> The activist-oriented Berkeley Co-op grocery store was already in the neighborhood, focusing on natural foods. Also nearby were several neighborhood butcher shops which had survived the trend toward consumers buying pre-packaged meat in a grocery store. Into this mix, catering to European tastes in the manner of Peet’s, the Cheese Board was founded a few doors down from Peet’s in 1967 by academics Elizabeth and Sahag Avedisian who wanted to sell fine cheeses while they studied. The success of the business interrupted their studies, so the Avedisians sold the store to their six employees in 1971. The new enterprise was formed as an employee-owned collective and renamed the Cheese Board Collective. The Cheese Board also offered local cheeses, and they baked bread because the combination of bread and cheese was a classic. The sourdough baguette was introduced to the U.S. at the Cheese Board in 1975; it sold very well along with soft cheeses. >
> Chez Panisse was founded in 1971 by U.C. Berkeley film studies professor Paul Aratow, and Alice Waters who had been a student of the French language, a political activist, and a world traveler. The restaurant opened in an Arts and Crafts-style home on Shattuck Avenue, and featured French-style dinners but made with locally grown ingredients. Waters very actively promoted the idea of an alternate network of food suppliers working together to create flavorful meals. At first, Waters used ingredients bought at the Berkeley Co-op and at smaller markets around Berkeley. The staff foraged for ingredients such as wild blackberries, and neighbors brought produce grown in their backyards. David Lance Goines, Waters’ boyfriend and a skilled artist, created posters for the restaurant and other Gourmet Ghetto businesses. With her friends including film scholars Aratow and Tom Luddy, Waters effectively ran a culinary salon at Chez Panisse, to advocate social change with the goal of making locally sourced food economically viable. In February 1973, Waters hired Jeremiah Tower as head chef. Tower increased the focus on salads and local food. Tower says that a turning point in the focus on locally sourced food came in October 1976 when he prepared a regional menu including cream corn soup made in a Mendocino style, oysters from Tomales Bay, cheese from Sonoma, and California-grown fruits and nuts purchased at a farmer’s market in San Francisco. >
> In 1973, Victoria Wise, a former philosophy student and Chez Panisse’s first head chef, opened Pig-by-the-Tail�a French-style charcuterie�across the street from Chez Panisse. In December 1973, Alice Medrich began selling her chocolate truffles out of Pig-by-the-Tail; after quickly running out of her first small batch, Wise asked Medrich to deliver 25 dozen every day. This was the start of an American craze for chocolate truffles. Seeking a larger space in July 1975, the Cheese Board Collective moved into the retail space next to Wise. Down Shattuck a couple of blocks was Poulet, a gourmet restaurant which featured the work of Bruce Aidells who would soon be known for his novel sausage flavors. Later, Aidells founded his own sausage company. In 1977, Medrich opened a chocolate and dessert shop named Cocolat on the same block as Chez Panisse and Pig-by-the-Tail. Medrich’s chocolate truffles were somewhat larger and lumpier than their French cousins; these became known as California truffles. Wise says that the arrival of Cocolat was a catalyst, that it “cinched the whole Gourmet Ghetto thing.” >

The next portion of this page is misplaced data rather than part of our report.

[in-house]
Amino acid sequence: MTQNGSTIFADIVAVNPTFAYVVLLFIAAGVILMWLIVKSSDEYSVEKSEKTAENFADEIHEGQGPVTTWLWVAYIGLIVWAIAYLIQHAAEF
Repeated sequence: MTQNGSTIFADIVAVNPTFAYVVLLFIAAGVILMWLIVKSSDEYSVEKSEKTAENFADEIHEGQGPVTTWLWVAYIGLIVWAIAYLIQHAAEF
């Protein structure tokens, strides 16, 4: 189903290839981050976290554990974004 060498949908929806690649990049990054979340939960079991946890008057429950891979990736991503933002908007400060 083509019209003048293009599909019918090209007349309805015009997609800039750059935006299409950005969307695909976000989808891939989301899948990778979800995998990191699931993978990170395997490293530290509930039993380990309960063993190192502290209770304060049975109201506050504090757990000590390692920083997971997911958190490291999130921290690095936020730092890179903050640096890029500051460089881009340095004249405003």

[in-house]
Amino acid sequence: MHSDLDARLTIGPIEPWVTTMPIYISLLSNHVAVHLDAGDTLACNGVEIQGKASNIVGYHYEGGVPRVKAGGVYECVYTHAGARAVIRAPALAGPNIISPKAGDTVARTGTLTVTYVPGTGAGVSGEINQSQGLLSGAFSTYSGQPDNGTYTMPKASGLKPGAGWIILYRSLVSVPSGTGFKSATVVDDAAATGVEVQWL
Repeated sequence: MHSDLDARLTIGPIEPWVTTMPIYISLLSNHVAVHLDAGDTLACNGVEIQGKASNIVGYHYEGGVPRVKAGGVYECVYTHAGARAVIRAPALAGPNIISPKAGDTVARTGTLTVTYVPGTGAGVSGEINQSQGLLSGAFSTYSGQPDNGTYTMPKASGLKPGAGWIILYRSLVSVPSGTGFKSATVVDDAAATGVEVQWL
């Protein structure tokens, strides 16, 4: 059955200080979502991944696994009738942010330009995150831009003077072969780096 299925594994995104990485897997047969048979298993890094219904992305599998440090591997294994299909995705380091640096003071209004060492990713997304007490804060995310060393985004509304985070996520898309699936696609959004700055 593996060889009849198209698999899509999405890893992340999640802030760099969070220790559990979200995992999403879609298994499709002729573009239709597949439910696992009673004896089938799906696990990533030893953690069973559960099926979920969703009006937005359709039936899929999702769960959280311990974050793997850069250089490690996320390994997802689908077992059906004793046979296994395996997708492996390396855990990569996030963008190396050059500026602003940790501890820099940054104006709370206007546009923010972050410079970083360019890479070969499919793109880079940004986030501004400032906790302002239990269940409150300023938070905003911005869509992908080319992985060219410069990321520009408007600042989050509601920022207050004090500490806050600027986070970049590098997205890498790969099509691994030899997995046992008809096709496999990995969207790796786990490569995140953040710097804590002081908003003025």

> In 1980, Chez Panisse opened a more casual dining room upstairs from the original. The second floor cafe operated almost as a second restaurant, with an � la carte menu featuring pasta, pizza and calzone rather than the table d’h�te / prix fixe style downstairs. In the cafe, one of the first California-style pizzas was made in a prominent wood-fired brick oven, using unusual toppings such as goat cheese and duck sausage. The cafe was built around an open kitchen plan so that patrons could watch the food being prepared. Though the open kitchen plan used to exhibit the preparation of food had been used in several other premium restaurants (such as Johnny Kan’s in San Francisco’s Chinatown in 1953, Fournou’s Ovens in San Francisco in 1972, and Depuy Canal House in High Falls, New York in 1974), Chez Panisse’s implementation of the concept influenced chef Wolfgang Puck who brought it much wider acceptance beginning with his Spago restaurant in Beverly Hills. >
> Until the late 1980s, the Berkeley Co-op grocery store offered natural foods to residents and chefs of the Gourmet Ghetto. Next door was the French Hotel cafe which featured cappucino and espresso coffee.